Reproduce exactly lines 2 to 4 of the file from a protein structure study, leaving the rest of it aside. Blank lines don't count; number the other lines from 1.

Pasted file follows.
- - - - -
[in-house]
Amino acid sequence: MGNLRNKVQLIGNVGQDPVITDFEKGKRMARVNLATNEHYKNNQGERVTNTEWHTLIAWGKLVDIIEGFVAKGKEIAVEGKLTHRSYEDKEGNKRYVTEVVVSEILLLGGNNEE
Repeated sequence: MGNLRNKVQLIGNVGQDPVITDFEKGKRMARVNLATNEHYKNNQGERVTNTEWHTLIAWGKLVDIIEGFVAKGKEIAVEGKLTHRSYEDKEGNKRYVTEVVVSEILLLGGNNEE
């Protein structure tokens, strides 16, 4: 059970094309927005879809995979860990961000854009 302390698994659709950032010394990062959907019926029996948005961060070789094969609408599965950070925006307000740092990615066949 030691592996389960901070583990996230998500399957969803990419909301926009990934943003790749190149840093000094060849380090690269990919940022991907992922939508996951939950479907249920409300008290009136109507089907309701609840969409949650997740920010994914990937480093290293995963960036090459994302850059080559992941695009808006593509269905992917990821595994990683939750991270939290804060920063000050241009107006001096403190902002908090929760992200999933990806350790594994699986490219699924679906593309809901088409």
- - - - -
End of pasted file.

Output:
Amino acid sequence: MGNLRNKVQLIGNVGQDPVITDFEKGKRMARVNLATNEHYKNNQGERVTNTEWHTLIAWGKLVDIIEGFVAKGKEIAVEGKLTHRSYEDKEGNKRYVTEVVVSEILLLGGNNEE
Repeated sequence: MGNLRNKVQLIGNVGQDPVITDFEKGKRMARVNLATNEHYKNNQGERVTNTEWHTLIAWGKLVDIIEGFVAKGKEIAVEGKLTHRSYEDKEGNKRYVTEVVVSEILLLGGNNEE
């Protein structure tokens, strides 16, 4: 059970094309927005879809995979860990961000854009 302390698994659709950032010394990062959907019926029996948005961060070789094969609408599965950070925006307000740092990615066949 030691592996389960901070583990996230998500399957969803990419909301926009990934943003790749190149840093000094060849380090690269990919940022991907992922939508996951939950479907249920409300008290009136109507089907309701609840969409949650997740920010994914990937480093290293995963960036090459994302850059080559992941695009808006593509269905992917990821595994990683939750991270939290804060920063000050241009107006001096403190902002908090929760992200999933990806350790594994699986490219699924679906593309809901088409």